Overflow Incontinence

Originally published on: April 6th, 2017. Last modified on April 27th, 2023

What Is Overflow Incontinence?

Overflow incontinence happens when the bladder doesn’t empty properly, and so it leaks out. You may not get the message to go to the toilet either. The bladder never empties properly and fills up more quickly due to the residual volume. You may find it difficult to start to pass water, and even when you have started, the flow is weak and slow. You might find that you dribble after you have finished passing water. Perhaps you dribble urine all the time, even without noticing.

What Causes Bladder Overflow Incontinence?

Overflow incontinence occurs when the muscles of the bladder are not able to squeeze properly to empty the bladder. This can often be caused by an obstruction or blockage in your bladder or in cases where there may have been nerve or muscle damage, perhaps caused by injury, surgery or disease such as Parkinson’s Disease, Multiple Sclerosis and Spina Bifida.

As you cannot empty your bladder completely, your bladder and its muscles can gradually become floppy. With larger amounts of urine being held in the bladder all the time, urine will leak out when you don’t want it to, and you may have a constant feeling of fullness.

In some cases, overflow can be due to an obstruction which is making it more difficult for you to empty your bladder. This obstruction can be caused by an enlarged prostate in men, a kidney stone blocking the urethra, constipation, or stricture of the urethra in either men or women, which makes it difficult for urine to flow out of the bladder outlet.

If you are concerned about your problem and it is starting to affect your day-to-day life, make an appointment to see your doctor, continence nurse or specialist physiotherapist. A continence nurse and specialist physiotherapist are healthcare professionals specialising in bladder and bowel problems.

Managing Overflow Incontinence

It would be a good idea to record your bladder activity for a few days before your appointment with your doctor or nurse. Your doctor will want to investigate the cause of your overflow incontinence, and once this has been established, treatment can start.

Whilst your problem is being investigated, your bladder will still not be emptying properly, and there is a risk that the residual urine which stays in the bladder will become infected. This could cause further complications and problems.

Using a Catheter for bladder incontinence

It is important that a way is found to empty the bladder, and quite often, this will mean using a catheter, classed as a type of management option.  A catheter is a thin, flexible plastic tube that is passed into the bladder through the urethra so that the urine will drain away.

Sometimes the catheter will be left in place so that the urine can be constantly drained into a collection bag which is worn on the leg. There are two kinds of indwelling catheter: urethral and suprapubic.  A urethral catheter is inserted into the bladder through the urethra, and a suprapubic catheter is inserted into the bladder through a hole in the abdomen, a few inches below the tummy button.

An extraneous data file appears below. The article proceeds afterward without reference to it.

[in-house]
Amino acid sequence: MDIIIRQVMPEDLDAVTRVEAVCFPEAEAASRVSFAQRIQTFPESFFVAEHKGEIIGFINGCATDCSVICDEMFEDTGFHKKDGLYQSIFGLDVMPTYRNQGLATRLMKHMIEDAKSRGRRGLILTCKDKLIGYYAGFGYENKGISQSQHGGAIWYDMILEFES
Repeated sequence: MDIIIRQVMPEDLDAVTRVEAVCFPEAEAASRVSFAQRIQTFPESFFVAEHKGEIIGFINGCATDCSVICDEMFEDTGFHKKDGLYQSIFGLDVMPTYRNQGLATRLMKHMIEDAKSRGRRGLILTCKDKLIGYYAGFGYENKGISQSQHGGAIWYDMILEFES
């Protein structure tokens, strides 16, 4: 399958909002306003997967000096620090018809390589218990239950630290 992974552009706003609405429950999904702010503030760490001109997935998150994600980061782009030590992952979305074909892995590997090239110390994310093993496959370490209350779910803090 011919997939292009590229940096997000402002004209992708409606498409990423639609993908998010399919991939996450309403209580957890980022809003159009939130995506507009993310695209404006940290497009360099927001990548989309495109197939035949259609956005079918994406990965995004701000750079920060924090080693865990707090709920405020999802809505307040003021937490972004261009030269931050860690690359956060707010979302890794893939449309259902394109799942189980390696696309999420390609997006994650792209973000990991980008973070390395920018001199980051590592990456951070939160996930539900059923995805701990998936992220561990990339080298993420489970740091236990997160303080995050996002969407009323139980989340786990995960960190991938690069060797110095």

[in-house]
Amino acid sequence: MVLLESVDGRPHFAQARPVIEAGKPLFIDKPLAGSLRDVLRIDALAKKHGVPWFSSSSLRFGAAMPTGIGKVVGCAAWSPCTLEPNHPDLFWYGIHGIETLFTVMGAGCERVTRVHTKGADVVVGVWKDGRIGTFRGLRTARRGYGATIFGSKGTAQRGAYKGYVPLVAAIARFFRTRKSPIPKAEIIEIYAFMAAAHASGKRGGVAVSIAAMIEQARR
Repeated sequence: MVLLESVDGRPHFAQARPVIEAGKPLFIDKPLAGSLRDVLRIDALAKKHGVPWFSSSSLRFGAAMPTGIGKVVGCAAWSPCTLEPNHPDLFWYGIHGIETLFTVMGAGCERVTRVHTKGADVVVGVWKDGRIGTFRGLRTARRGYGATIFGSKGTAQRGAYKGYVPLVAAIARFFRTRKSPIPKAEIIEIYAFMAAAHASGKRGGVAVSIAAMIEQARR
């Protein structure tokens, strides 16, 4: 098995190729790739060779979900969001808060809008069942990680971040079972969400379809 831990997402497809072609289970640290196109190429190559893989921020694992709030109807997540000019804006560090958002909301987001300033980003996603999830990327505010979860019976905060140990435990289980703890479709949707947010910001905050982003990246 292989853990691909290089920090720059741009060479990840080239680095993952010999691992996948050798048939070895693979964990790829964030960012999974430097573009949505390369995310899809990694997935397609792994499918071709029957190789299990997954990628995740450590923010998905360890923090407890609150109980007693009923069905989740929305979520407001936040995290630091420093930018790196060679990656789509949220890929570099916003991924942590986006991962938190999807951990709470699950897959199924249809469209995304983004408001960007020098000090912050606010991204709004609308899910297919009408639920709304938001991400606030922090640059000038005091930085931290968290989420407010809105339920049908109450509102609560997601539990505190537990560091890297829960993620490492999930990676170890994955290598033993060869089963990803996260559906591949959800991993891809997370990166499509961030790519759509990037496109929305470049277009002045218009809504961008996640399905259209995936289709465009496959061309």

Intermittent Self-Catheterisation

Another management option is called intermittent self-catheterisation.  You can be taught to perform intermittent catheterisation on yourself at an interval specified by your healthcare professional. Most people find that catheterising intermittently is not as difficult or as uncomfortable as they had first imagined.

Normally, either form of catheterisation will only be needed until the cause of obstruction has been treated.

Further Information

We have a range of Information Sheets available explaining the differences between the different types of catheters. Please visit our downloads section for these and other Information Sheets that you may find helpful. You can also learn more about the possible overflow incontinence treatment options here.

Frequently Asked Questions

How do you stop overflow incontinence?

An overfull bladder can be prevented from leaking by taking steps like bladder training and double voiding. You can also do daily pelvic floor exercises, we offer guides specific to the male and female anatomy. These exercises are designed to strengthen the muscles that support your bladder and urinary system.

What is an example of overflow incontinence?

You might be experiencing the signs of overflow incontinence if you leak tiny amounts of urine during the day or even wet the bed at night. A type of incontinence where the bladder cannot control urine flow is known as overflow incontinence due to muscle weakness or blockage.

Is overflow incontinence curable?

In some instances, overflow incontinence can be cured completely with the right treatment. Leaking urine is not an inevitable part of ageing and following a healthy diet and lifestyle will help. Your GP will be the best to advise on the best possible treatment for your condition, and will provide care without judgement.